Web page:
The proposal, part of the sweeping array of social spending and climate priorities Democrats aim to pass through the budget reconciliation process, has its roots in the Affordable Care Act’s employer mandates. But it also differs from the ACA model in important ways, and that may present a challenge, critics of the proposal say.
Mandates are a loaded word in U.S. politics, even more so during the pandemic. But it’s more than that, critics argue.
Legislation approved by the House Ways and Means Committee last month would require most U.S. businesses to offer employees basic retirement benefits. Failure to provide a low-cost retirement option such as a 401(k) or an IRA would result in an excise tax liability of $10 for every worker per day of noncompliance.
It’s a carrot-and-stick rationale similar to the one Democrats used in the ACA to require employers with 50 or more workers to provide basic health insurance coverage to 95% of their staff, said Chantel Sheaks, vice president of retirement policy at the U.S. Chamber of Commerce.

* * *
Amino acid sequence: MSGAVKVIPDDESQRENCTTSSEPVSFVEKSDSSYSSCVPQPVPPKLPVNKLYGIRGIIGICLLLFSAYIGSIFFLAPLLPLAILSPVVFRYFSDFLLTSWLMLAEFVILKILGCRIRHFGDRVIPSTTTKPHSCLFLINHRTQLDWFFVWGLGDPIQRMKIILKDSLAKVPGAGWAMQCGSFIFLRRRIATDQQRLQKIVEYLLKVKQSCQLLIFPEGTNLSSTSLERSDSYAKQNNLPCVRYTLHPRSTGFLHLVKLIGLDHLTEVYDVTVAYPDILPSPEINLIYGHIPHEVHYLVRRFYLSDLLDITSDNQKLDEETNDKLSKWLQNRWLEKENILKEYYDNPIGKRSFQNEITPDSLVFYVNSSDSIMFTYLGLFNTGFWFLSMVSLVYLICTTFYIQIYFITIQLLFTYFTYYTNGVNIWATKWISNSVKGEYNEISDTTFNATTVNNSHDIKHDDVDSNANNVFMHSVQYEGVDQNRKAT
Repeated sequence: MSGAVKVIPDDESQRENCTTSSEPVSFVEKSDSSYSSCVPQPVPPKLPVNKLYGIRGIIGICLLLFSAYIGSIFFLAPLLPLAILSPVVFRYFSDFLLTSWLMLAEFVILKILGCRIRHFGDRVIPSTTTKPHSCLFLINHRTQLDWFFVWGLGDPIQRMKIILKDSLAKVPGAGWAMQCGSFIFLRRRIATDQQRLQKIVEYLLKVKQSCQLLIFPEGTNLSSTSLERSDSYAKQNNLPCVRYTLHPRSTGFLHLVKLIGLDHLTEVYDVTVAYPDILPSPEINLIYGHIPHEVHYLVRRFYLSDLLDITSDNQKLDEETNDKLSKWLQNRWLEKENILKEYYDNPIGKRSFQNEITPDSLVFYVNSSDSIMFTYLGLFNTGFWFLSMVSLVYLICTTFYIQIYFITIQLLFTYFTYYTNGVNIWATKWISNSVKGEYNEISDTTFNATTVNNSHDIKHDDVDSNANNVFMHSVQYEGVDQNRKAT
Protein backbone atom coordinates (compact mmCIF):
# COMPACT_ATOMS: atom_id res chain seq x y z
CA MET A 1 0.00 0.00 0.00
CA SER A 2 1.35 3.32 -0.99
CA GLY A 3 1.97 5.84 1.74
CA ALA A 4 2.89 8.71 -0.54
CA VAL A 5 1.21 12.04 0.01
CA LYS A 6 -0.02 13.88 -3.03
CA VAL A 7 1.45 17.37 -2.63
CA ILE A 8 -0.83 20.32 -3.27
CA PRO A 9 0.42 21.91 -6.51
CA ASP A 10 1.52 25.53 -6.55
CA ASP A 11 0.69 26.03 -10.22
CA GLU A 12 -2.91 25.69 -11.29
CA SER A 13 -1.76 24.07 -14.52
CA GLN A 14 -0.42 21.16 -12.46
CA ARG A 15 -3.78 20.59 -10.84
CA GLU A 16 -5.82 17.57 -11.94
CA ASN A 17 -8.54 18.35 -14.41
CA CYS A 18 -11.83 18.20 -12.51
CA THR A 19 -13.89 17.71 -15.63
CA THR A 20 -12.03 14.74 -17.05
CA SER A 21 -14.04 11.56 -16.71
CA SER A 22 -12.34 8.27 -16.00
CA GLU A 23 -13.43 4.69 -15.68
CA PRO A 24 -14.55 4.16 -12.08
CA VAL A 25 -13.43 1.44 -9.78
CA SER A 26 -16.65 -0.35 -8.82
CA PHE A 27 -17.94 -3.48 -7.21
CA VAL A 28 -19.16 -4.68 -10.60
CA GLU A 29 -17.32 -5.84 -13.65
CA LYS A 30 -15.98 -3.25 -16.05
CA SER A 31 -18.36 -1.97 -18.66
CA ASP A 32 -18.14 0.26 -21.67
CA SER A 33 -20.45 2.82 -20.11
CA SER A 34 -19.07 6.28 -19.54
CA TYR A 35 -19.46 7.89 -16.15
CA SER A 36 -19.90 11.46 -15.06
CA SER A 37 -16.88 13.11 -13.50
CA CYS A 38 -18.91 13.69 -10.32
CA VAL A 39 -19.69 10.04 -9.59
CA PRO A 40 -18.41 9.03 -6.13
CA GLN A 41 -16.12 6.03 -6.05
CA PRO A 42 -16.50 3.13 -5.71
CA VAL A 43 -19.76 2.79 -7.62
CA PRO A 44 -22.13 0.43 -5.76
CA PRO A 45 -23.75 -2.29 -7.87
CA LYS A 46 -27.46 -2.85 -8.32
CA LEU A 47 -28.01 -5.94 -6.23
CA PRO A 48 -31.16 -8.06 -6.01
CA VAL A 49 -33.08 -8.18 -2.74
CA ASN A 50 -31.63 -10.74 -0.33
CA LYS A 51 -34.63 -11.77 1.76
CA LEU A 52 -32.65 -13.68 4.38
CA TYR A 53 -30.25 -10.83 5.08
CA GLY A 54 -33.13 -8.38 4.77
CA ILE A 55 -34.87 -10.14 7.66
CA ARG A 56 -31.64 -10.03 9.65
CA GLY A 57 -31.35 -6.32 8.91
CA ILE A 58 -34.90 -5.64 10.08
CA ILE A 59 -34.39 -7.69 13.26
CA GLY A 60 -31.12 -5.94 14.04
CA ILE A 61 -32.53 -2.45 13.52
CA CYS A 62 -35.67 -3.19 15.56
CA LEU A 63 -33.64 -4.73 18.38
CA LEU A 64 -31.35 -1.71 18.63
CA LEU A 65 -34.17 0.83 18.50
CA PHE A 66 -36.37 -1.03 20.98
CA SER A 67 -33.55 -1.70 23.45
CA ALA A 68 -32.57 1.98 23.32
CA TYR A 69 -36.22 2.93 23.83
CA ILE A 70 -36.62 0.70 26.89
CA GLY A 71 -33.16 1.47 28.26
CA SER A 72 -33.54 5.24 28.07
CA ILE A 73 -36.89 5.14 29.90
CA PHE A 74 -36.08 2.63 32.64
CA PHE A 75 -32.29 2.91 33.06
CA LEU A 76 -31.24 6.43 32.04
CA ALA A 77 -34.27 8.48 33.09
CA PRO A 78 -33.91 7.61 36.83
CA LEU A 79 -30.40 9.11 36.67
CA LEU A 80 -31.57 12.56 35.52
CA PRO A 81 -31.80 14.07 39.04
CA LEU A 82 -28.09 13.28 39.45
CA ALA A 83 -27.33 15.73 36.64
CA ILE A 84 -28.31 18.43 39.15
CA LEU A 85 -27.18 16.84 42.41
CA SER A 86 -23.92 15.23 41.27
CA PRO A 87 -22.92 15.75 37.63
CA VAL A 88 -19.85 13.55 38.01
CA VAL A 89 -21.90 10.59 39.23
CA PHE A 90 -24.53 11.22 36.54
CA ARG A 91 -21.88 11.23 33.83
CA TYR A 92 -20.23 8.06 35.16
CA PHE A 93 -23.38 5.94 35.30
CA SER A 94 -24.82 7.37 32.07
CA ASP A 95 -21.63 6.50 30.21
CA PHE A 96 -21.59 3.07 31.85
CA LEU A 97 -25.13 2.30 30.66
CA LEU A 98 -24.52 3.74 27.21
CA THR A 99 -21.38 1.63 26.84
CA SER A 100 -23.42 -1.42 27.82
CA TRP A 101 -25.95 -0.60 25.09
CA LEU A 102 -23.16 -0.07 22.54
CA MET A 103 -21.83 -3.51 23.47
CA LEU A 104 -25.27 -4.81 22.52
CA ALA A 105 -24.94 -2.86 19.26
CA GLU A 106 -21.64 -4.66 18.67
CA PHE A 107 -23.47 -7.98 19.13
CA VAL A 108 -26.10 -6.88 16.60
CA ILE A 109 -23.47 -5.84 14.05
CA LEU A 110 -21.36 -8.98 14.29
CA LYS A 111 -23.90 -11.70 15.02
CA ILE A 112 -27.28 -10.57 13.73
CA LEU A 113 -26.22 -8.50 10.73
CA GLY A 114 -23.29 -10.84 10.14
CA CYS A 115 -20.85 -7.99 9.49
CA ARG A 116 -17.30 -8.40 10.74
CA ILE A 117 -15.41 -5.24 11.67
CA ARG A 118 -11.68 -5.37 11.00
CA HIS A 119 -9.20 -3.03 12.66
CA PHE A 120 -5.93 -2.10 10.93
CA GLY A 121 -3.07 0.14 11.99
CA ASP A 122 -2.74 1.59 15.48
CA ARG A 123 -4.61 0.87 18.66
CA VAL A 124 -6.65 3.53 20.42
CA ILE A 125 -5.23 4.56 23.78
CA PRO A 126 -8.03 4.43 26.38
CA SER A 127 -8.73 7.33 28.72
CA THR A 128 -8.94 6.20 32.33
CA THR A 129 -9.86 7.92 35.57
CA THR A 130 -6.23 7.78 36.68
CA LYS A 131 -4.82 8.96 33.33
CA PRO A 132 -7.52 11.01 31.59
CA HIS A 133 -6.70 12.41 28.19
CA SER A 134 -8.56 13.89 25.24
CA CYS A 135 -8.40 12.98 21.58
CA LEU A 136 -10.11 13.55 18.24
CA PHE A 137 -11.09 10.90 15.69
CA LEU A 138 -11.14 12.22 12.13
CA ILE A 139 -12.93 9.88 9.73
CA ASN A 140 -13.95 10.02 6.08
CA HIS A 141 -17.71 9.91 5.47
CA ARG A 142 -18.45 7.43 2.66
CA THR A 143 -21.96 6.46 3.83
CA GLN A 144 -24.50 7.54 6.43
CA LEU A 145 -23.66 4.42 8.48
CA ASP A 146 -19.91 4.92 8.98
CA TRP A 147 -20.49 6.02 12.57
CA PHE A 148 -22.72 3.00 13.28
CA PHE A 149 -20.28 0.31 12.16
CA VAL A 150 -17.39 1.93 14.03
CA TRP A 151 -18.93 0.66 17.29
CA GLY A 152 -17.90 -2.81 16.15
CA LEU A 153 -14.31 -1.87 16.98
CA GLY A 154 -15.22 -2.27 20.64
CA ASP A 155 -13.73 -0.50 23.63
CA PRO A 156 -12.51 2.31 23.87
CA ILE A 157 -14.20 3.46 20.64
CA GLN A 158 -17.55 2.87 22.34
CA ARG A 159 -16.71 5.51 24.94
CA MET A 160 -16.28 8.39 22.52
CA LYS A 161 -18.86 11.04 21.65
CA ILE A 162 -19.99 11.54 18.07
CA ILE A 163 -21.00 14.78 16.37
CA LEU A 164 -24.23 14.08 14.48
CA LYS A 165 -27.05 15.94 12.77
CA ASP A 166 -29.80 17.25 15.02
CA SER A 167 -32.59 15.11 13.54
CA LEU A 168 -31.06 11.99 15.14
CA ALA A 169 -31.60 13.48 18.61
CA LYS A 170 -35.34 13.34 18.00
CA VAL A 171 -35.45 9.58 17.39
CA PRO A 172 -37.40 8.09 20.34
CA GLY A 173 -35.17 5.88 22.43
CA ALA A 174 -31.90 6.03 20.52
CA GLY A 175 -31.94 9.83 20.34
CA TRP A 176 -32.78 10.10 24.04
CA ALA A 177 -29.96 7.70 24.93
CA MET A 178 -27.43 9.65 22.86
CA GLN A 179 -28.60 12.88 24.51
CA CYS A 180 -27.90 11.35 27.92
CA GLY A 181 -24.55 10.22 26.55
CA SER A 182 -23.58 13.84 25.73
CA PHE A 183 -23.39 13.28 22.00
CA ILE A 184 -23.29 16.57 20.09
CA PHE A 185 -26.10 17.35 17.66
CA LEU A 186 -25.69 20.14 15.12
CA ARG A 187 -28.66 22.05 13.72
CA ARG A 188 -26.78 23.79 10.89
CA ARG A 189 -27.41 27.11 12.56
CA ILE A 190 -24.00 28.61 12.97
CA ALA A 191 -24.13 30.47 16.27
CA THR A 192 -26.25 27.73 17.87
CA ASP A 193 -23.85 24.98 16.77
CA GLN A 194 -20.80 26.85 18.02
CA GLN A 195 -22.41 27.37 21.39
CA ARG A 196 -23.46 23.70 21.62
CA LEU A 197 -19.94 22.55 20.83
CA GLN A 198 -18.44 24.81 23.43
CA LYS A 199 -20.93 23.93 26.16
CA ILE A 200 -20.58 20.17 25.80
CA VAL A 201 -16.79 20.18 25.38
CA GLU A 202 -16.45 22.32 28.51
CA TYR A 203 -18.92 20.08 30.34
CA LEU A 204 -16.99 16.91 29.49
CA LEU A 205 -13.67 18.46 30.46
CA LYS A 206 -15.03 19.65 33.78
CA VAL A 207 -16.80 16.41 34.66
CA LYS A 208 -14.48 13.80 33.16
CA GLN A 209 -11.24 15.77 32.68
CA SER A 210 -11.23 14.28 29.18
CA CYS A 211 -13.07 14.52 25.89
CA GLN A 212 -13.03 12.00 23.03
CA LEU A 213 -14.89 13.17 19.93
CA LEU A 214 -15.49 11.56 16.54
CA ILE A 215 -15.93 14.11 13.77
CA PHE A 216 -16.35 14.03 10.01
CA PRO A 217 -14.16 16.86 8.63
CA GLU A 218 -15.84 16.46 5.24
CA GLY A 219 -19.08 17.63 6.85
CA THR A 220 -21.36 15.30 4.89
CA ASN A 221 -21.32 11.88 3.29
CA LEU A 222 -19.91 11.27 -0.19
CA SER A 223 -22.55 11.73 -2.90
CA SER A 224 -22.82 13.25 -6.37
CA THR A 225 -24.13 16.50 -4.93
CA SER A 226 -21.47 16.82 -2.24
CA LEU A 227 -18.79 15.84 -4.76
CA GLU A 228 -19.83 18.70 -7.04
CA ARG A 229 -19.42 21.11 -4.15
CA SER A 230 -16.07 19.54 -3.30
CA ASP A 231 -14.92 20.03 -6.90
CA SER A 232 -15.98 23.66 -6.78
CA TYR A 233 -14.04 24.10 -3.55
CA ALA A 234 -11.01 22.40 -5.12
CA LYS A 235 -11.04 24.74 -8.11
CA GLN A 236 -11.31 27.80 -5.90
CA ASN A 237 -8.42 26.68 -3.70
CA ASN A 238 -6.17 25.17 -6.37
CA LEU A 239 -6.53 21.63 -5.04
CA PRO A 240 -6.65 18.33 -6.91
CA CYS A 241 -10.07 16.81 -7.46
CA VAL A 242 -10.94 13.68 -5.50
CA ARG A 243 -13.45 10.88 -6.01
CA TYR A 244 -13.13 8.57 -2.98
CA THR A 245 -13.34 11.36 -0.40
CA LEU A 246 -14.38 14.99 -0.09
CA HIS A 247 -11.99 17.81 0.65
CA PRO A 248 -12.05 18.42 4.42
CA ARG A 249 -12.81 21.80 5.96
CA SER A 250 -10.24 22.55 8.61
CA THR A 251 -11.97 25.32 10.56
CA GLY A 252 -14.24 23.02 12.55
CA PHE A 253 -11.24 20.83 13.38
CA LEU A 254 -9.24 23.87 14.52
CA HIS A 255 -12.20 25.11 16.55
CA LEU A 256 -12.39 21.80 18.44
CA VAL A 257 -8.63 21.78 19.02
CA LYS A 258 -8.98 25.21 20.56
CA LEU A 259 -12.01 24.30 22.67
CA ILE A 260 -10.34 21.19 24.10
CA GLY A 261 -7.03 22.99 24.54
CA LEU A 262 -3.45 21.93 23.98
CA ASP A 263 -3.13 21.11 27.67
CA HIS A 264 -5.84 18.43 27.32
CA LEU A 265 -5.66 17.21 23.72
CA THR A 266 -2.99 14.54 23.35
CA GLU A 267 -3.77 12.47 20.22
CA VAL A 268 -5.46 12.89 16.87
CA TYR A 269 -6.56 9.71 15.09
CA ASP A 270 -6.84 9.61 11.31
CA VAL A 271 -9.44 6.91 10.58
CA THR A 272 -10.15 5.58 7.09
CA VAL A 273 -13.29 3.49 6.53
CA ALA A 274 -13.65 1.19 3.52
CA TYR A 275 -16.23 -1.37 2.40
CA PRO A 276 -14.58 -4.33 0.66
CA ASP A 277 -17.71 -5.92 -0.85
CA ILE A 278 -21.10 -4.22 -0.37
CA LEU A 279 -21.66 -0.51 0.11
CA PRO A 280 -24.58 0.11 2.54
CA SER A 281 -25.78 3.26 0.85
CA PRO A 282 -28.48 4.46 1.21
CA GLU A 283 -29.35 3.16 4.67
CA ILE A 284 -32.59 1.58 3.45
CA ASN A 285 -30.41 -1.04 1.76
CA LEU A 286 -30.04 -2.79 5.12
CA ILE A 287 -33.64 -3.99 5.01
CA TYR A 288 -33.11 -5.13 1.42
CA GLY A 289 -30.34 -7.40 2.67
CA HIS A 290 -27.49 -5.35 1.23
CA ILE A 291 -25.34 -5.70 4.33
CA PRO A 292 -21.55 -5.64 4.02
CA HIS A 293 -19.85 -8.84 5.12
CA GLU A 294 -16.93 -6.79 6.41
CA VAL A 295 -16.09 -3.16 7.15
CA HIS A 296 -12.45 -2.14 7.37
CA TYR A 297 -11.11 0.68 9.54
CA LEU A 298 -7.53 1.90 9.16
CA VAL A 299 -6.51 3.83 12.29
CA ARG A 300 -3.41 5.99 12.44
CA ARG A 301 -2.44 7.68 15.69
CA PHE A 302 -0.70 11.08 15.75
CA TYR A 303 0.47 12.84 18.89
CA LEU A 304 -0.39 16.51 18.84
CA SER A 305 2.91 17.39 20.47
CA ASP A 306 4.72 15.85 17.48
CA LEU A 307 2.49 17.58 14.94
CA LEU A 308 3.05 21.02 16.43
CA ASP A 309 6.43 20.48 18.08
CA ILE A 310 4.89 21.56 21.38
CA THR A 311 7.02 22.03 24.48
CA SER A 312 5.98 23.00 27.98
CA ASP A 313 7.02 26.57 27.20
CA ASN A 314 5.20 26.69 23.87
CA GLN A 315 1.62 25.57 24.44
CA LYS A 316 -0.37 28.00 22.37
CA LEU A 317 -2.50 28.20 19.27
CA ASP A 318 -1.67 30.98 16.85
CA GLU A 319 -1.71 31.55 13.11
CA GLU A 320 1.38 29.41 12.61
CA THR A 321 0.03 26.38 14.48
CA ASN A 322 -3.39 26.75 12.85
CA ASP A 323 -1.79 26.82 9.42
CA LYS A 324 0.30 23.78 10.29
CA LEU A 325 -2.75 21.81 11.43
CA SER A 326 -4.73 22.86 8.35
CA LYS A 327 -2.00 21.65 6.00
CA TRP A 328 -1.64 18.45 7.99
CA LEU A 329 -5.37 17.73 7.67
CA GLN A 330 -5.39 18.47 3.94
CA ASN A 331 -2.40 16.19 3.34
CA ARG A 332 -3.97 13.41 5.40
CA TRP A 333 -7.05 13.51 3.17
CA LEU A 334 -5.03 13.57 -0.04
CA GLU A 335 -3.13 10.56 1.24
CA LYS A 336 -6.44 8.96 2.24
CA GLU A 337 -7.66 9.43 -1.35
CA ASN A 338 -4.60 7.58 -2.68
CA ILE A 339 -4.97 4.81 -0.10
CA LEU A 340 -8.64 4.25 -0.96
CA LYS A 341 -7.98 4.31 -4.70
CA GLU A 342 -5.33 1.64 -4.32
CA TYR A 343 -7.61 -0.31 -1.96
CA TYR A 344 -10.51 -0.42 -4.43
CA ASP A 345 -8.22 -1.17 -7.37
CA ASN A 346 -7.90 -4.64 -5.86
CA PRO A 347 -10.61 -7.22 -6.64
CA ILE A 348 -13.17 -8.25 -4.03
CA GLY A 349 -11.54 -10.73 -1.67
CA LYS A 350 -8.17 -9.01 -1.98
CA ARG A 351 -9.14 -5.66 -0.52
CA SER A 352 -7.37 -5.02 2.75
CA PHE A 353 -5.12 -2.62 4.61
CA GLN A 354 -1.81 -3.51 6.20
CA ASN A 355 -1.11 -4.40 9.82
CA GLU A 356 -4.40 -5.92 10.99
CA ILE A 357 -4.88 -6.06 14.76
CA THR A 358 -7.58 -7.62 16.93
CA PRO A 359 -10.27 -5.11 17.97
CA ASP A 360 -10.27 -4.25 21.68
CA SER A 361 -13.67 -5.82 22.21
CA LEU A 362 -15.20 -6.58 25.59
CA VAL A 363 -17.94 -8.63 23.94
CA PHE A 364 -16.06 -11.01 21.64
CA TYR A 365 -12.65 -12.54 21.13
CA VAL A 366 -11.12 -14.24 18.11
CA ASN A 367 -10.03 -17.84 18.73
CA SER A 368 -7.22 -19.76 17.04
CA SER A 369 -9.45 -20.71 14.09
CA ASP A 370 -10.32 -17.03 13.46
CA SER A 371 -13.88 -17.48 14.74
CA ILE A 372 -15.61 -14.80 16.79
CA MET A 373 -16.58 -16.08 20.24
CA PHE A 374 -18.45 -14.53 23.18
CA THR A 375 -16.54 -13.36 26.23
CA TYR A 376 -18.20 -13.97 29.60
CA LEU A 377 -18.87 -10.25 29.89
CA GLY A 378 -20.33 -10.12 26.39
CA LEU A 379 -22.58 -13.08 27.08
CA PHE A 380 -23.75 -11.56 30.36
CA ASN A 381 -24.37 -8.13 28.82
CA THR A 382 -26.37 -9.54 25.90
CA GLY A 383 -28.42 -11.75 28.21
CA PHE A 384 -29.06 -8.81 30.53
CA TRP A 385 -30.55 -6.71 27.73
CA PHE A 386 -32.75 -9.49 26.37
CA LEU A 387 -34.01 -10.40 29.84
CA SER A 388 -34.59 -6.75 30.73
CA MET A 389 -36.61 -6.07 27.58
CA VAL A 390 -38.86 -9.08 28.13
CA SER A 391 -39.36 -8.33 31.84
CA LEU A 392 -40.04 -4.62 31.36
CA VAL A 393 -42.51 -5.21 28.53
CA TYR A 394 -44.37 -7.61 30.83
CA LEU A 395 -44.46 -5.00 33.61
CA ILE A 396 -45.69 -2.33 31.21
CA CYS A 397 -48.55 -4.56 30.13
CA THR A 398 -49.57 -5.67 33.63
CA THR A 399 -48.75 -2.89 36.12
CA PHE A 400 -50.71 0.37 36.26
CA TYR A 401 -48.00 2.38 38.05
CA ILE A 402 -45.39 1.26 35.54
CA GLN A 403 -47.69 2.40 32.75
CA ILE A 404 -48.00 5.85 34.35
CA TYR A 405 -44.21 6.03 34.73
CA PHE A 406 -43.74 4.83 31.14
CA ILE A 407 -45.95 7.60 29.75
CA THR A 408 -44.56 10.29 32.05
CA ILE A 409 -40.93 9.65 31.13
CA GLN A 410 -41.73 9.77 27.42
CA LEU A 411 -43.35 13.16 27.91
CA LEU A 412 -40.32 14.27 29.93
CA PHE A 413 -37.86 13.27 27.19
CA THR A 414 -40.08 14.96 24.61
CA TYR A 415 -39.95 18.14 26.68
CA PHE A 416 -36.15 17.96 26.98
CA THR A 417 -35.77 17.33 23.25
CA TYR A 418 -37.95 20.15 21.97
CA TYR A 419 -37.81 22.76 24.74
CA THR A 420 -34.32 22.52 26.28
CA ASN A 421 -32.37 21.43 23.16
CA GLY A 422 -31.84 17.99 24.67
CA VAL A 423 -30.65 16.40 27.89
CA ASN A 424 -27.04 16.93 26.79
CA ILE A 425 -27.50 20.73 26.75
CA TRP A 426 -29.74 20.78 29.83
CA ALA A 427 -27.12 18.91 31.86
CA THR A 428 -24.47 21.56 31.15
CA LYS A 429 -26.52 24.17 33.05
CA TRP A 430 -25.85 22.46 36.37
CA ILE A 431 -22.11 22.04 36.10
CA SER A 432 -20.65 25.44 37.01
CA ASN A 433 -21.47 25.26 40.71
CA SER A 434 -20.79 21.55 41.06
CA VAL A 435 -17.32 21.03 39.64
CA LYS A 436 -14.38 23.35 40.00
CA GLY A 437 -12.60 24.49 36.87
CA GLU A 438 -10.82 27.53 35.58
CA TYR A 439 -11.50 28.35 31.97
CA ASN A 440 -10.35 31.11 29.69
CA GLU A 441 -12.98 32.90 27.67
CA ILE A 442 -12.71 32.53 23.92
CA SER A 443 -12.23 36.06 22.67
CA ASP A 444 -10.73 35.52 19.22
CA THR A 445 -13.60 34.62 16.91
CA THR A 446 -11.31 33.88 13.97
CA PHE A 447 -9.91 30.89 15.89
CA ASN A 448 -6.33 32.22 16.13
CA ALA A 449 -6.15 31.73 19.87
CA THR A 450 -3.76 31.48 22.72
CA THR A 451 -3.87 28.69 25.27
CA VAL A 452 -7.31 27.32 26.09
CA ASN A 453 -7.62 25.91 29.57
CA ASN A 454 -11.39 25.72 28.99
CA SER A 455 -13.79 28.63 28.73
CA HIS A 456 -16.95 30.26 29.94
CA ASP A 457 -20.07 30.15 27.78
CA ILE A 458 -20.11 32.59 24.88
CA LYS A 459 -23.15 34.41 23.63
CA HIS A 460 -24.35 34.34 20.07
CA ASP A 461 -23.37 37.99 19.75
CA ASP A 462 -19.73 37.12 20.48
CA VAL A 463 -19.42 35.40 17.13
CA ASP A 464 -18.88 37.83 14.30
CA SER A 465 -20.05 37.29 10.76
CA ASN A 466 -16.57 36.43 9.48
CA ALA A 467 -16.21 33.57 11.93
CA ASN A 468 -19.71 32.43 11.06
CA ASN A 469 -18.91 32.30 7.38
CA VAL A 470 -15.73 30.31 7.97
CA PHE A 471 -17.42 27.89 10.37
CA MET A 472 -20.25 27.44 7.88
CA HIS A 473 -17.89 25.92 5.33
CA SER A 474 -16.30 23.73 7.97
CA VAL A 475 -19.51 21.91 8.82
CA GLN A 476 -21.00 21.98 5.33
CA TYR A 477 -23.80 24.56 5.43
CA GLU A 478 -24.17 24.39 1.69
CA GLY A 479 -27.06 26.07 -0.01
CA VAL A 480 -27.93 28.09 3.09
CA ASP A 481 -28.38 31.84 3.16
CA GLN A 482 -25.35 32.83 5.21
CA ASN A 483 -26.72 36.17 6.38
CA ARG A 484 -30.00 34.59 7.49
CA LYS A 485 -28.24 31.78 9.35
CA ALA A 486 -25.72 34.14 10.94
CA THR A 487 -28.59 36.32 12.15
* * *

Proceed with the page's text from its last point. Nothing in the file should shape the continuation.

The 2010 health-care law applies strictly to all “applicable large employers.” It defines them as businesses that had an average of at least 50 full-time workers in the prior year.
Yet the retirement subtitle of the Ways and Means budget reconciliation bill takes a different approach, applying a broad mandate to all U.S. businesses and then exempts certain employers, such as those with fewer than five workers, from the tax liabilities.
The distinction creates questions about compliance for newer businesses and employers that are otherwise tax-exempt, and it doesn’t offer clear guidance on how to calculate an employer’s total number of workers, opponents say. The U.S. Chamber and other business groups worry that a mandate that isn’t clear could open the door to stripping protections employers enjoy in other areas.
Legislative experts caution that concerns over the retirement portion of Democrats’ tax-and-spend agenda could be premature, especially with efforts underway to lower the package’s price tag.
Early legislative proposals tend to be messy, but they mark an important starting point in negotiating a bill, said Alex Reid, a former legislative counsel to the Joint Committee on Taxation and a partner at Baker & Hostetler LLP, adding that more business exemptions could be added to the language.
But concern among business advocates goes beyond just the proposal’s text, Sheaks said. The legislation would offload Congress’s responsibility of reshaping the American retirement system onto employers, many of whom now choose whether to offer a savings package based on their workers’ needs.
“We support automatic escalation measures or auto enrollment measures that help more workers save for retirement,” Sheaks added. “But, at the end of the day, it’s about what’s right for workers and their families, and employers are in the best position to know their workforce.”